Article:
Paris-Roubaix: The Stop-Quick-Step-Movement

Parisroubaix_mediumNotwithstanding today's no-show, Quick Step have made it perfectly clear who's in charge, at least in races on the north side of the Franco-Flandres border. It's so obvious as to defy description. So the question for everyone else is, what are you going to do about it? After Sunday (or the Scheldeprijs) Lefevre's charges go into storage for another 10 months, so if the remaining teams have something to say, Paris-Roubaix is their last chance.

First, an assessment of the Boys in Blue and White: they are stocked, as usual, for this race. Boonen and Devolder are presumably co-captains, and guys like Weylandt, Van Impe, Hulsmans and Tosatto are loyal, capable cobbles nuts. Sylvain Chavanel is actually racing the Queen of the Classics for the first time in his career, but he might be of use before it's over too. Boonen has won this twice, and Devolder's soloing strength plays well here on the wide-open, flat roads of the Department du Nord. So while it's not exactly home soil, it's pretty much business as usual.

But... can Paris-Roubaix be controlled? Yes and no. Last year Boonen had a flotilla of teammates around, and when the inevitable trimming-down happened, he still had Devolder to play one-two with. Two years ago Quick Step sent Tosatto and Van Impe in the big early break, giving Tommeke some cover later. Three years ago, in the famous train-gate-crossing race, Boonen was isolated rather early on. Four years ago, in Boonen's first win, QSI were a different team and most of the action involved only Boonen and Pippo Pozzato. At least that last bit is still true.

The problem with trying to control this race with a large team is that the Forest of Arenberg is both a really, really hard stretch and a big bottleneck. All it takes is for QSI to get a few guys stuck behind -- mechanicals, flats, crashes... all the inevitables -- and by Le Trouee d'Arenberg (the Arenberg Trench) if they haven't made it all the way to the front of the race, they're probably done for the day. The Trouee is a thoroughly natural break point, as a matter of pure physics: it's so narrow and dicey that it almost has to be raced single- or double-file, so if you aren't at the front when they return to pavement, you're in deep trouble when the front accelerates. Gaps almost always open up, and if Quick Step want to keep a throttle on things they will have to be quite lucky beforehand AND quite forceful in putting all their guys on the tip of the spear entering the Forest.

For everyone else, the challenge is to gain the front and step on the gas, at Arenberg or maybe beforehand, before Quick Step can enact their battle plan. Teams simply have to realize that waiting for Lefevre's charges to screw up is the surest way to lose. They also have to stop looking at each other to see who's going to take responsibility. This last part is the tricky one, IMHO. For the past three years at least, the balance of power at Paris-Roubaix has been shared between CSC and Quick Step, if not others. Riis' rebranded Saxo Bank could be a force once more, but lacking Stuart O'Grady is a huge blow, and Fabian Cancellara does not seem to be all the way back. Maybe Riis will have his team hammering away at Quick Step, but another possibility is that they will look to someone else for that job. The question is, who? Some possibilities:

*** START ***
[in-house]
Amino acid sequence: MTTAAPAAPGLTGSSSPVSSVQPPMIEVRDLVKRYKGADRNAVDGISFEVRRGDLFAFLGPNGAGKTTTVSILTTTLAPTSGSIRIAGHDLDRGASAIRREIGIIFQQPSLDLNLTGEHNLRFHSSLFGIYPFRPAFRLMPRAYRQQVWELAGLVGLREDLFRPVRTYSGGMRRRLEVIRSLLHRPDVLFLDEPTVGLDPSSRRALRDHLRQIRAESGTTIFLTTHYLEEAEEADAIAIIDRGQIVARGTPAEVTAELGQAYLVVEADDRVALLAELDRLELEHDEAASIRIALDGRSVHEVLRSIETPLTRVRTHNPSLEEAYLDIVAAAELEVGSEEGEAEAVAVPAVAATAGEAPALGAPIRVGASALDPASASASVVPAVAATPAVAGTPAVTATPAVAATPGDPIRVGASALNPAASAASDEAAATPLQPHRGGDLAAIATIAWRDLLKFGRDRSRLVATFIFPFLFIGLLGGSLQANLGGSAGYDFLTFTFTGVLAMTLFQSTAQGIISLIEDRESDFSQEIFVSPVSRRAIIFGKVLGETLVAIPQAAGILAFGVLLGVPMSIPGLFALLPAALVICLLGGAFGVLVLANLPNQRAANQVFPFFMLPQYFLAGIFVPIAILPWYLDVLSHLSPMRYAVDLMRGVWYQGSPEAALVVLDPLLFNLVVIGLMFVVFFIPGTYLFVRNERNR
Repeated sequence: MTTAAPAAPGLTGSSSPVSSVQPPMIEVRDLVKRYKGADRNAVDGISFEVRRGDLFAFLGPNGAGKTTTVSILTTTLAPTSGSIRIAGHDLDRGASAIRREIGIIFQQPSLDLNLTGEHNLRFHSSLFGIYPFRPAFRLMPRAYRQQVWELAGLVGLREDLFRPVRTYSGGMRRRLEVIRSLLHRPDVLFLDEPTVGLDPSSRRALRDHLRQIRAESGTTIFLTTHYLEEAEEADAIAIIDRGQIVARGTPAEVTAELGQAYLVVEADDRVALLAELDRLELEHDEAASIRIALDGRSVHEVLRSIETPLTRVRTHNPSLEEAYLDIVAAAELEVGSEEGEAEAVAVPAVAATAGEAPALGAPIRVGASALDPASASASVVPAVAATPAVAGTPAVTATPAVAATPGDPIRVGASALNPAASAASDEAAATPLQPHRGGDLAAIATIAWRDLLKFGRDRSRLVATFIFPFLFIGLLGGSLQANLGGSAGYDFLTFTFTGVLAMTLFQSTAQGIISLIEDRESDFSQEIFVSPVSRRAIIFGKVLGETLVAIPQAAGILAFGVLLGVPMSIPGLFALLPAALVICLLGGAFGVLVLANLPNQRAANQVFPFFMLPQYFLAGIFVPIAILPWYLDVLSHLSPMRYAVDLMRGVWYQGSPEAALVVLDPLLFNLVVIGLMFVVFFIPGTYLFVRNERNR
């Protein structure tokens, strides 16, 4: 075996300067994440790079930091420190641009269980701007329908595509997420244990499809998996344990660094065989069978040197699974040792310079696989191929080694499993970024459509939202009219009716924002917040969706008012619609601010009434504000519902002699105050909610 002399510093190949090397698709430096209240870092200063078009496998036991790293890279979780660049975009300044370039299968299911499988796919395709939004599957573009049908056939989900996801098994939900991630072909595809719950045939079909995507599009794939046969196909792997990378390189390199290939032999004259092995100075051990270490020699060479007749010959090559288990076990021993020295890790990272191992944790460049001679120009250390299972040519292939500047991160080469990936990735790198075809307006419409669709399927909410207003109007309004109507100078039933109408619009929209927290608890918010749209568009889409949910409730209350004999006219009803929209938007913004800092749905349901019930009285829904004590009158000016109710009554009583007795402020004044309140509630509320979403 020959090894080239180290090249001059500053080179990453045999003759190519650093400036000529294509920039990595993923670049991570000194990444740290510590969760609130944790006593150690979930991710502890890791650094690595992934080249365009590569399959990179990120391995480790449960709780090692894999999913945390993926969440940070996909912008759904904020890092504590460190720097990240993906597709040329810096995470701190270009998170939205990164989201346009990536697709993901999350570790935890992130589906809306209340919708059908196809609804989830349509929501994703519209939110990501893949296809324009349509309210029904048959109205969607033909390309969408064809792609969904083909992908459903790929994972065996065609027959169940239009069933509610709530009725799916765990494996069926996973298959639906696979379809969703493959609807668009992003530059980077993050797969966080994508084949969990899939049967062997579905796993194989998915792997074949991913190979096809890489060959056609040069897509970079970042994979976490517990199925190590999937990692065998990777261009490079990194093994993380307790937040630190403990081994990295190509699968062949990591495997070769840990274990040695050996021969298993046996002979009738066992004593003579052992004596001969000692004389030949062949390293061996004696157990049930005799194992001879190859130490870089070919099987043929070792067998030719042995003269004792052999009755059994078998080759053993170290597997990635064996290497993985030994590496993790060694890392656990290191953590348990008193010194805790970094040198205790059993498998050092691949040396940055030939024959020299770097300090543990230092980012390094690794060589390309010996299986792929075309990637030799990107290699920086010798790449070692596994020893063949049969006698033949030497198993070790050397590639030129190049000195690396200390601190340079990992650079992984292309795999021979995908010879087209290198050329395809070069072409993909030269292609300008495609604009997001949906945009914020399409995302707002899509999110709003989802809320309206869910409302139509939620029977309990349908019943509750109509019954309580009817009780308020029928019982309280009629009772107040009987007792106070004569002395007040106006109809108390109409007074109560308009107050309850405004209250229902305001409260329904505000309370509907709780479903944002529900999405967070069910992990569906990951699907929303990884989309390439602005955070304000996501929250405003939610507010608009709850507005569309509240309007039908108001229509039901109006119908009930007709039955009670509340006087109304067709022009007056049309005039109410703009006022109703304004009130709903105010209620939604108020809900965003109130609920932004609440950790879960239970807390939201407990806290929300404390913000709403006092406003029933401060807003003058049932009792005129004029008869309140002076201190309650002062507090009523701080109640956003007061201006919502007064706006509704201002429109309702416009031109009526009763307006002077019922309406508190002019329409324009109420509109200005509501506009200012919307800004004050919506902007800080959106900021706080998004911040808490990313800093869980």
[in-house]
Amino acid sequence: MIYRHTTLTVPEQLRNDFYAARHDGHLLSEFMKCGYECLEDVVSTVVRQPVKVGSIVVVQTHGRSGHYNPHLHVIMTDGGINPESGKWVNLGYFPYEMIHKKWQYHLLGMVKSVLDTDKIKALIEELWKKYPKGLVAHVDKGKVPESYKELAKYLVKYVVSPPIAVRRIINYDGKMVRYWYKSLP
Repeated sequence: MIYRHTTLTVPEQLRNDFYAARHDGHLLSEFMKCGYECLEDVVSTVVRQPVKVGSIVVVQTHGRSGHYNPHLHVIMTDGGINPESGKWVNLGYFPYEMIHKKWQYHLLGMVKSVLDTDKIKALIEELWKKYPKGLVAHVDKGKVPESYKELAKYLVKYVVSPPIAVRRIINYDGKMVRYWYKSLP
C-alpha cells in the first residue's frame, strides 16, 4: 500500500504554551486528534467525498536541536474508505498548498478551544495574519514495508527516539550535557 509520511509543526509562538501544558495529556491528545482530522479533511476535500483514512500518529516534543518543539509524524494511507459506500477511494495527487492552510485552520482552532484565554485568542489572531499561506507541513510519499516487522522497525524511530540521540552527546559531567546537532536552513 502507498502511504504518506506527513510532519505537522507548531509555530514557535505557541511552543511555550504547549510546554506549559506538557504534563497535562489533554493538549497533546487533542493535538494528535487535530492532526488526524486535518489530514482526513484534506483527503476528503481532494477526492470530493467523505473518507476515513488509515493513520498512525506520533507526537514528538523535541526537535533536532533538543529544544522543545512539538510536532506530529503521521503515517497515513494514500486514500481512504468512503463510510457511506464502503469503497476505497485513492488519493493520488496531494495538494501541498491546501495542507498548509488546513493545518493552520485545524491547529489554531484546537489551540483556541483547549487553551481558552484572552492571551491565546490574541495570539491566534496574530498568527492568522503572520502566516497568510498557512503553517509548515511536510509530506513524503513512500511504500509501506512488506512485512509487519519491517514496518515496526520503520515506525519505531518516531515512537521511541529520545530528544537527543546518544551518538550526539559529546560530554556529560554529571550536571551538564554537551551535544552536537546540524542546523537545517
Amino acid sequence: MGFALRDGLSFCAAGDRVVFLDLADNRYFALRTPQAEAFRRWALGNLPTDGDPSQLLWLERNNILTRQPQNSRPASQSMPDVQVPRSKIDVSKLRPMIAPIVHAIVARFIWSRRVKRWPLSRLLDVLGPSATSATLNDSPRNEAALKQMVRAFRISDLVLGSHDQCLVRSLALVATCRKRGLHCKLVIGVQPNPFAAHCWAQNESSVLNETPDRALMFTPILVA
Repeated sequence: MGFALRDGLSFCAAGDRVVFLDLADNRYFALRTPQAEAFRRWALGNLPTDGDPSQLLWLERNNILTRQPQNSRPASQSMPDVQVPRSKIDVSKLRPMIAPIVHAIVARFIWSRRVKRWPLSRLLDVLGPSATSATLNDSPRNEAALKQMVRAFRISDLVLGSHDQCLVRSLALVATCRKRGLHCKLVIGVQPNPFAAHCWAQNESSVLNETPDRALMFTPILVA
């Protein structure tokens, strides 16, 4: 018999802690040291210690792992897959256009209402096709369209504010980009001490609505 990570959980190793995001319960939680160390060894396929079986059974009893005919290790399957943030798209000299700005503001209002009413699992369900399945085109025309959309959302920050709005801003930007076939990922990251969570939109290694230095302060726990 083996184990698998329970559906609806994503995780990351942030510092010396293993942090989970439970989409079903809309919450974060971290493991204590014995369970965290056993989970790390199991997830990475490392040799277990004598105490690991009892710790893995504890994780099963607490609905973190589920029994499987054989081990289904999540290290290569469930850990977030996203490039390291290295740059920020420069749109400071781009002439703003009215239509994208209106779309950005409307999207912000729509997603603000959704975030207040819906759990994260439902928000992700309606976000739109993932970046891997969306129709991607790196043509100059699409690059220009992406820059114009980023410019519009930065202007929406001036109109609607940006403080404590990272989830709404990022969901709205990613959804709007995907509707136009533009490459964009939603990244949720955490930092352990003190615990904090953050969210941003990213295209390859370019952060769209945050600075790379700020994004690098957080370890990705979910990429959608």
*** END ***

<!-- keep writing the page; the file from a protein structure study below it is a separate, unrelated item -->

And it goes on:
Cervelo Test Team: The Knights of é have the two best attributes: talented guys for this race, experience, and aggression -- the three best attributes. Actually, we might call this squad the Knights of H: 'aussler, 'ammond, 'unt and 'ushovd. Anyway, they can make things hard on Boonen, and all indications are that they won't hold back.

Columbia: They too can take some whacks at Quick Step -- Burghardt and Hincapie are the co-captains, both looking strong, and Boasson Hagen is the wild card (though he might be spent after today). Then there's an excellent support squad in Eisel, Hansen and Sieberg. The latter two and EBH have very little experience, though, so maybe it's more proper to talk of Eisel and the two captains. That's certainly something; Eisel in fact has a fifth place and regular top-20s here. The bigger question is whether they're ready to get aggressive. Today's win might give their confidence a boost, but I am still skeptical.

Rabobank: Similar to Columbia, though they have shown more ability to take charge, albeit not in the most timely fashion. Anyway, Flecha and Langeveld will have Matt Hayman and a flotilla of support in guys like Horrillo, Posthuma, Stamsnijder and Tjallingii.

Katusha: For now, Gert Steegmans is back on the roster, though I don't know how current that is. If it's right, then Filippo Pozzato will bring his scintillating form AND a few handy guys like Gert and Ignatiev alongside. I dunno, maybe I'm talking myself out of this. But a fit Steegmans could make a difference.

This is the first wave of tactics, a battle that should have played itself by the time the pack turns left and leaves the carnage of the Trouee behind. From there a zillion other things can happen -- and we'll be guessing wildly at what that might be over the next few days -- but until this point, the first order of business will be creating disorder.

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